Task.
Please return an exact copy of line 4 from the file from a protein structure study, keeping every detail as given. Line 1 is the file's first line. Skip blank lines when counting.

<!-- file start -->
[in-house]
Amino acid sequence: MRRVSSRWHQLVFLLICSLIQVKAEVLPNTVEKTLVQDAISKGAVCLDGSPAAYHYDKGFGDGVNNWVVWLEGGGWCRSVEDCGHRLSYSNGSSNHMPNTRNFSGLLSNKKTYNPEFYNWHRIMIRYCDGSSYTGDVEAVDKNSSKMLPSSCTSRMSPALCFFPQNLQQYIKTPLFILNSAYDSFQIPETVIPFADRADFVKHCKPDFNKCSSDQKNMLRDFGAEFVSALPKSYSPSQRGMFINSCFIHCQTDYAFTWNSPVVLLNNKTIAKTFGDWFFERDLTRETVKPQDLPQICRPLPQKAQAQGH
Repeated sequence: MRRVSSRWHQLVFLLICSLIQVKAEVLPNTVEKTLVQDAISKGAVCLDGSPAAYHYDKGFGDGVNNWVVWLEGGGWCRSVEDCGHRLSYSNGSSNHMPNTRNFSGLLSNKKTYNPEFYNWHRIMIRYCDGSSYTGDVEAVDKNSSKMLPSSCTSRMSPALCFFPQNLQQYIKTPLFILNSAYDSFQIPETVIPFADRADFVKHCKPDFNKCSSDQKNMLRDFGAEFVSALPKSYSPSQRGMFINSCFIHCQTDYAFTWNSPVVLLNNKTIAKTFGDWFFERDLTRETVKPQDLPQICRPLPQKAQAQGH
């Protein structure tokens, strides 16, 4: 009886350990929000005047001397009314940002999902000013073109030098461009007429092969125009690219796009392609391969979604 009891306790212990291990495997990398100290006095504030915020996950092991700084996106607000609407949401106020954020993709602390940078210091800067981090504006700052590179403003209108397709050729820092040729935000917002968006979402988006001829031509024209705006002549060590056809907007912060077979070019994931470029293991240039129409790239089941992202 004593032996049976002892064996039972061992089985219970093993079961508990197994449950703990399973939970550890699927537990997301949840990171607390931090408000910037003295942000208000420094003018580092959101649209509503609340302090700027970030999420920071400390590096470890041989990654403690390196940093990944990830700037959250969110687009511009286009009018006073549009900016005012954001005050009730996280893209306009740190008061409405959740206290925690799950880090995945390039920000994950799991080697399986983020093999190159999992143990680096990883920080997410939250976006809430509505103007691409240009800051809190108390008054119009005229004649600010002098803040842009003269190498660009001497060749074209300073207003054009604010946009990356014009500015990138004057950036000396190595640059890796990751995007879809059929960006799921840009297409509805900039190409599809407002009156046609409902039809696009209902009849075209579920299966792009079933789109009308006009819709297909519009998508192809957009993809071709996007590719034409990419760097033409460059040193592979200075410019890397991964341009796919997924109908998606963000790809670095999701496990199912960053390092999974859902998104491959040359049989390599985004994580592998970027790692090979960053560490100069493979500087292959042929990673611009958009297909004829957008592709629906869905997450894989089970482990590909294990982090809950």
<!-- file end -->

């Protein structure tokens, strides 16, 4: 009886350990929000005047001397009314940002999902000013073109030098461009007429092969125009690219796009392609391969979604 009891306790212990291990495997990398100290006095504030915020996950092991700084996106607000609407949401106020954020993709602390940078210091800067981090504006700052590179403003209108397709050729820092040729935000917002968006979402988006001829031509024209705006002549060590056809907007912060077979070019994931470029293991240039129409790239089941992202 004593032996049976002892064996039972061992089985219970093993079961508990197994449950703990399973939970550890699927537990997301949840990171607390931090408000910037003295942000208000420094003018580092959101649209509503609340302090700027970030999420920071400390590096470890041989990654403690390196940093990944990830700037959250969110687009511009286009009018006073549009900016005012954001005050009730996280893209306009740190008061409405959740206290925690799950880090995945390039920000994950799991080697399986983020093999190159999992143990680096990883920080997410939250976006809430509505103007691409240009800051809190108390008054119009005229004649600010002098803040842009003269190498660009001497060749074209300073207003054009604010946009990356014009500015990138004057950036000396190595640059890796990751995007879809059929960006799921840009297409509805900039190409599809407002009156046609409902039809696009209902009849075209579920299966792009079933789109009308006009819709297909519009998508192809957009993809071709996007590719034409990419760097033409460059040193592979200075410019890397991964341009796919997924109908998606963000790809670095999701496990199912960053390092999974859902998104491959040359049989390599985004994580592998970027790692090979960053560490100069493979500087292959042929990673611009958009297909004829957008592709629906869905997450894989089970482990590909294990982090809950």